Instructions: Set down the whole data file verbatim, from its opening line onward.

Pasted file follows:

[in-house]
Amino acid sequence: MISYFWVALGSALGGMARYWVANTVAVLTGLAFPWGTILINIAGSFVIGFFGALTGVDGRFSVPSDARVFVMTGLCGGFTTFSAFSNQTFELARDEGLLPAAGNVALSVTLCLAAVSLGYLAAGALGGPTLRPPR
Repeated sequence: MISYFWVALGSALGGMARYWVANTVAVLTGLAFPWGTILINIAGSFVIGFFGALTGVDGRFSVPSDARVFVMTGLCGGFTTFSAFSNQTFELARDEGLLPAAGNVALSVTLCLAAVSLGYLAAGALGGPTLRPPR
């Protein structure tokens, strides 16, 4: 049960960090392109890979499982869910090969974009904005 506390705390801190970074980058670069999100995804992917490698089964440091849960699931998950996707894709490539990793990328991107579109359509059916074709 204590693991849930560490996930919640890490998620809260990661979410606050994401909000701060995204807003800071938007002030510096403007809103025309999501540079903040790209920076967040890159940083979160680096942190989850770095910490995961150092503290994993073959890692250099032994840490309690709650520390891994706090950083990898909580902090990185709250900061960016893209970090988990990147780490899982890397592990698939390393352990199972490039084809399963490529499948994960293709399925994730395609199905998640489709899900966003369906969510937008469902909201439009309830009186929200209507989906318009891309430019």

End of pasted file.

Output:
[in-house]
Amino acid sequence: MISYFWVALGSALGGMARYWVANTVAVLTGLAFPWGTILINIAGSFVIGFFGALTGVDGRFSVPSDARVFVMTGLCGGFTTFSAFSNQTFELARDEGLLPAAGNVALSVTLCLAAVSLGYLAAGALGGPTLRPPR
Repeated sequence: MISYFWVALGSALGGMARYWVANTVAVLTGLAFPWGTILINIAGSFVIGFFGALTGVDGRFSVPSDARVFVMTGLCGGFTTFSAFSNQTFELARDEGLLPAAGNVALSVTLCLAAVSLGYLAAGALGGPTLRPPR
């Protein structure tokens, strides 16, 4: 049960960090392109890979499982869910090969974009904005 506390705390801190970074980058670069999100995804992917490698089964440091849960699931998950996707894709490539990793990328991107579109359509059916074709 204590693991849930560490996930919640890490998620809260990661979410606050994401909000701060995204807003800071938007002030510096403007809103025309999501540079903040790209920076967040890159940083979160680096942190989850770095910490995961150092503290994993073959890692250099032994840490309690709650520390891994706090950083990898909580902090990185709250900061960016893209970090988990990147780490899982890397592990698939390393352990199972490039084809399963490529499948994960293709399925994730395609199905998640489709899900966003369906969510937008469902909201439009309830009186929200209507989906318009891309430019």